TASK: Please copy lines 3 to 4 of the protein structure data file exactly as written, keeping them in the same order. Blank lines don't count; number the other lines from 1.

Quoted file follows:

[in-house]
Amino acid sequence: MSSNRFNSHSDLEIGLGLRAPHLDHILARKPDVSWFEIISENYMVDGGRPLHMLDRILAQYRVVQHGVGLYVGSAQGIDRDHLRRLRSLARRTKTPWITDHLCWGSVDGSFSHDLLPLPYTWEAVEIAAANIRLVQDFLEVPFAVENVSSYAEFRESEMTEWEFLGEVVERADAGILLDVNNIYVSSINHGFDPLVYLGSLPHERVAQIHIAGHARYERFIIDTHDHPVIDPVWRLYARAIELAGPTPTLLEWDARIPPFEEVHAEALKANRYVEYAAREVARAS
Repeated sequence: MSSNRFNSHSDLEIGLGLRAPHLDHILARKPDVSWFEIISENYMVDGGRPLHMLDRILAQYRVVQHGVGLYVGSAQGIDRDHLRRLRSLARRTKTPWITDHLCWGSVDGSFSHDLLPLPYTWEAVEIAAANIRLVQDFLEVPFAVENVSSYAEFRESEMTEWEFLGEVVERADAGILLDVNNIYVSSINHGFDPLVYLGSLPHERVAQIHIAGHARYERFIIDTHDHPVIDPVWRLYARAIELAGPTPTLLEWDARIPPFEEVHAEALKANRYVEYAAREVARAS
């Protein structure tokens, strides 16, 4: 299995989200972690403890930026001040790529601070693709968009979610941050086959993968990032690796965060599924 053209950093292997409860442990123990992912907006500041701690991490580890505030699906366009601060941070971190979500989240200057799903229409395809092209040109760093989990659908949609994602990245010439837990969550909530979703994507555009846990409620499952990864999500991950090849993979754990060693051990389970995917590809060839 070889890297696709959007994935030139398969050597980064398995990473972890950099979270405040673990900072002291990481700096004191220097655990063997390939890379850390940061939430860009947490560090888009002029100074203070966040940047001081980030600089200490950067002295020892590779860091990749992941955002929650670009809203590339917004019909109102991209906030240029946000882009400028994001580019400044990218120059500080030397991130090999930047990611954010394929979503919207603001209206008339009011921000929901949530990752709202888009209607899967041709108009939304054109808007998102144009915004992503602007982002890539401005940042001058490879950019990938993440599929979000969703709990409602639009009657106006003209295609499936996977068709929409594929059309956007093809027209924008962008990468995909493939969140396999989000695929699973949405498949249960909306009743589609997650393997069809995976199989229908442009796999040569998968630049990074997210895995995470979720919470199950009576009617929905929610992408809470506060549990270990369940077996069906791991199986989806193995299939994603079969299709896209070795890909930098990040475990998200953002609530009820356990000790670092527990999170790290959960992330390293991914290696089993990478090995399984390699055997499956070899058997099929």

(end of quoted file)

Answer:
Repeated sequence: MSSNRFNSHSDLEIGLGLRAPHLDHILARKPDVSWFEIISENYMVDGGRPLHMLDRILAQYRVVQHGVGLYVGSAQGIDRDHLRRLRSLARRTKTPWITDHLCWGSVDGSFSHDLLPLPYTWEAVEIAAANIRLVQDFLEVPFAVENVSSYAEFRESEMTEWEFLGEVVERADAGILLDVNNIYVSSINHGFDPLVYLGSLPHERVAQIHIAGHARYERFIIDTHDHPVIDPVWRLYARAIELAGPTPTLLEWDARIPPFEEVHAEALKANRYVEYAAREVARAS
């Protein structure tokens, strides 16, 4: 299995989200972690403890930026001040790529601070693709968009979610941050086959993968990032690796965060599924 053209950093292997409860442990123990992912907006500041701690991490580890505030699906366009601060941070971190979500989240200057799903229409395809092209040109760093989990659908949609994602990245010439837990969550909530979703994507555009846990409620499952990864999500991950090849993979754990060693051990389970995917590809060839 070889890297696709959007994935030139398969050597980064398995990473972890950099979270405040673990900072002291990481700096004191220097655990063997390939890379850390940061939430860009947490560090888009002029100074203070966040940047001081980030600089200490950067002295020892590779860091990749992941955002929650670009809203590339917004019909109102991209906030240029946000882009400028994001580019400044990218120059500080030397991130090999930047990611954010394929979503919207603001209206008339009011921000929901949530990752709202888009209607899967041709108009939304054109808007998102144009915004992503602007982002890539401005940042001058490879950019990938993440599929979000969703709990409602639009009657106006003209295609499936996977068709929409594929059309956007093809027209924008962008990468995909493939969140396999989000695929699973949405498949249960909306009743589609997650393997069809995976199989229908442009796999040569998968630049990074997210895995995470979720919470199950009576009617929905929610992408809470506060549990270990369940077996069906791991199986989806193995299939994603079969299709896209070795890909930098990040475990998200953002609530009820356990000790670092527990999170790290959960992330390293991914290696089993990478090995399984390699055997499956070899058997099929």